Recently, we’ve noticed a major trend in accounting firm process improvement: solving client onboarding pain points.
It’s easy to see why. The first few months of working with a new client set the tone for ongoing collaboration and can really make or break the relationship. This is when you establish ground rules for how your team communicates with clients, gather necessary information, train the client on your processes, and identify additional services your firm can provide.
Unfortunately, too many team members are so excited to land a new client they skip over crucial steps in this process – if the firm has a formal process at all. In the best-case scenario, this creates more work down the line. In the worst-case scenario, you create a poor first impression, and the client eventually takes their business elsewhere.
Does your firm have a well-defined process for onboarding new clients? Or is it somewhat of a free-for-all? Consider the following tips for solving client onboarding pain points many firms face.
Pain Point #1: Lack of Onboarding Processes
An effective client onboarding process starts with having some sort of process in the first place. In firms where there is no process, team members mistakenly assume their current client service structure will take care of client onboarding. In many cases, this results in crucial steps being missed and frustrated clients.
Don’t assume your clients know how you want to work and communicate with them. These kinds of assumptions damage the client relationship and lead to lost business.
The exact steps you take in your client onboarding process will vary from firm to firm, but it should cover:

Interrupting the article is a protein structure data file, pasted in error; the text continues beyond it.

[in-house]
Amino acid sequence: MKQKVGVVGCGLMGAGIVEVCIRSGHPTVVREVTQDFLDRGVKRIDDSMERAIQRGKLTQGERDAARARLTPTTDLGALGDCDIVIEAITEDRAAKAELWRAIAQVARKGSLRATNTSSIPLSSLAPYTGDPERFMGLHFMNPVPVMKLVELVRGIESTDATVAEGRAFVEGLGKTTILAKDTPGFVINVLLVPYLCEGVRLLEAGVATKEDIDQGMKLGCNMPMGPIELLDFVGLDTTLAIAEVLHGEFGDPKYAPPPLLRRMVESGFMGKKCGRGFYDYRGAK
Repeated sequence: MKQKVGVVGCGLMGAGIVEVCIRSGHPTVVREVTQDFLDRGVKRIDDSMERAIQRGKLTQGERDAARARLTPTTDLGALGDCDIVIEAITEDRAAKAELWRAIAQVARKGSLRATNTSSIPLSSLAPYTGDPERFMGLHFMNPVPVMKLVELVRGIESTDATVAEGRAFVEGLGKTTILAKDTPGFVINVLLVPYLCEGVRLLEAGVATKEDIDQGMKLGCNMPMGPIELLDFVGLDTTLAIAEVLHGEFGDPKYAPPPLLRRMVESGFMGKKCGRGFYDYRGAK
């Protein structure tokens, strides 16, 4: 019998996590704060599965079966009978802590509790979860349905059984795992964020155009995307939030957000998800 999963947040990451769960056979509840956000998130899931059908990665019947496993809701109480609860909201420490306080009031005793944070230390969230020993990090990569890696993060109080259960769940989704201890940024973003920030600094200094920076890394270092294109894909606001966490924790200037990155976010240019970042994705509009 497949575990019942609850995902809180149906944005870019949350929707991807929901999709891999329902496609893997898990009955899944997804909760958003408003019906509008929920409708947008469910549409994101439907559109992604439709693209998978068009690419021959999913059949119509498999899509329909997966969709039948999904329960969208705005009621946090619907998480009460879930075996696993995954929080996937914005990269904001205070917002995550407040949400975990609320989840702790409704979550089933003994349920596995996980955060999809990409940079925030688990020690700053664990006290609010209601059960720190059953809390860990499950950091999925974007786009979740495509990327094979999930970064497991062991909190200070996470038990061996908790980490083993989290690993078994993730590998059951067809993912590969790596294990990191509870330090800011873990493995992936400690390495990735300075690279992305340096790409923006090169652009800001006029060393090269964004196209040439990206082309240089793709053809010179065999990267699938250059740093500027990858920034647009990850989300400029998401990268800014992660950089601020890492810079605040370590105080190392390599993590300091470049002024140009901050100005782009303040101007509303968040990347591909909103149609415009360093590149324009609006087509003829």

- Introducing the client to their service team and how you will communicate and collaborate
- Gathering all of the necessary information from your client to properly serve them and identify any additional services they may need
Pain Point #2: Contract Approval and Review
Whether you use engagement letters, master service agreements (MSAs), or a combination of the two, approving and reviewing contracts can be hard to control. We’ve seen everything from firms that have no control over contracts and just allow partners to draft their own agreements, to allowing clients to redline contracts, to firms that use a boilerplate form letter.
Again, each firm needs to decide what works best for them, but you need to know what’s happening in your firm. Engagement letters and MSAs are a contract between you and your client. Ideally, it outlines each party’s fees, responsibilities, and obligations, helps establish expectations and reduces scope creep.
At a minimum, your client onboarding process should ensure that you’re getting a signed contract and identifying any deviations from your firm’s standard contract. For example, if you have 5,000 client contracts, how many of them have altered payment terms or indemnification clauses? Do you have processes in place to ensure you’re not sending the letter of representation for audit engagements without an engagement letter?
Well-intentioned changes to your firm’s standard engagement letter (or no contract at all) can be devastating in the event of a professional liability claim. Include contract review and approval in your client onboarding process to mitigate risk.
Pain Point #3: Data Entry
Many firms are using customer relationship management (CRM) software to manage prospects. The problem is, few CRM systems are built with a CPA firm in mind. As a result, the firm gathers a lot of data in the CRM, however that data isn’t integrated with their practice management, document management, or other systems in the firm. This results in wasting time on redundant data entry across disparate systems.
If your firm uses a CRM solution, ensure your onboarding process takes the CRM into account. Where does the onboarding process start? Where do you pull information from or push information to? Look for solutions that can work together to avoid wasting time on siloed information.
Your client onboarding processes aren’t static. As technology changes, identify new opportunities to evolve and improve. If you haven’t yet formalized your processes, start small. First, identify a service line or department. Next, document your client onboarding processes. Keep an eye out for improvements that can be made or steps that can be automated. Any small improvements in your own efficiency or the client experience can add up to a stronger client relationship.
If you’re interested in learning more about how Amelio can help in solving client onboarding pain points, please schedule a demo with our Director of Business Development.